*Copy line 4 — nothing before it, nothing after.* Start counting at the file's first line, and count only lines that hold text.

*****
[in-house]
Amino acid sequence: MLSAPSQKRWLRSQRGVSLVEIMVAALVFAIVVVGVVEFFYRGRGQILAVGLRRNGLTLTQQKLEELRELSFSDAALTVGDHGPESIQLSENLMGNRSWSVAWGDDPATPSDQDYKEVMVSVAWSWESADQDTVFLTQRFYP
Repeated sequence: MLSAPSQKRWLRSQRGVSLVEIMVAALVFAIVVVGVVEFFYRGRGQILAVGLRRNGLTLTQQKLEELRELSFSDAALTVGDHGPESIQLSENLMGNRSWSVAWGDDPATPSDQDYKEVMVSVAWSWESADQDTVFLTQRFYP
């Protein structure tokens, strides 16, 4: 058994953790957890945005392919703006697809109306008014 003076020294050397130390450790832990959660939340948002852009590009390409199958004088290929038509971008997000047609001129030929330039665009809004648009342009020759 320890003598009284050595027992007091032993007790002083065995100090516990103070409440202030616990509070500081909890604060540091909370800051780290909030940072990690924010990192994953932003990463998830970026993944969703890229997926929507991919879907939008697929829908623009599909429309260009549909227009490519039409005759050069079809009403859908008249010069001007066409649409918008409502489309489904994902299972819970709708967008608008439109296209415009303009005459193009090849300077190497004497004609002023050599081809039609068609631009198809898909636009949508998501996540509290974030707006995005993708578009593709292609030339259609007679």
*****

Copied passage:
């Protein structure tokens, strides 16, 4: 058994953790957890945005392919703006697809109306008014 003076020294050397130390450790832990959660939340948002852009590009390409199958004088290929038509971008997000047609001129030929330039665009809004648009342009020759 320890003598009284050595027992007091032993007790002083065995100090516990103070409440202030616990509070500081909890604060540091909370800051780290909030940072990690924010990192994953932003990463998830970026993944969703890229997926929507991919879907939008697929829908623009599909429309260009549909227009490519039409005759050069079809009403859908008249010069001007066409649409918008409502489309489904994902299972819970709708967008608008439109296209415009303009005459193009090849300077190497004497004609002023050599081809039609068609631009198809898909636009949508998501996540509290974030707006995005993708578009593709292609030339259609007679």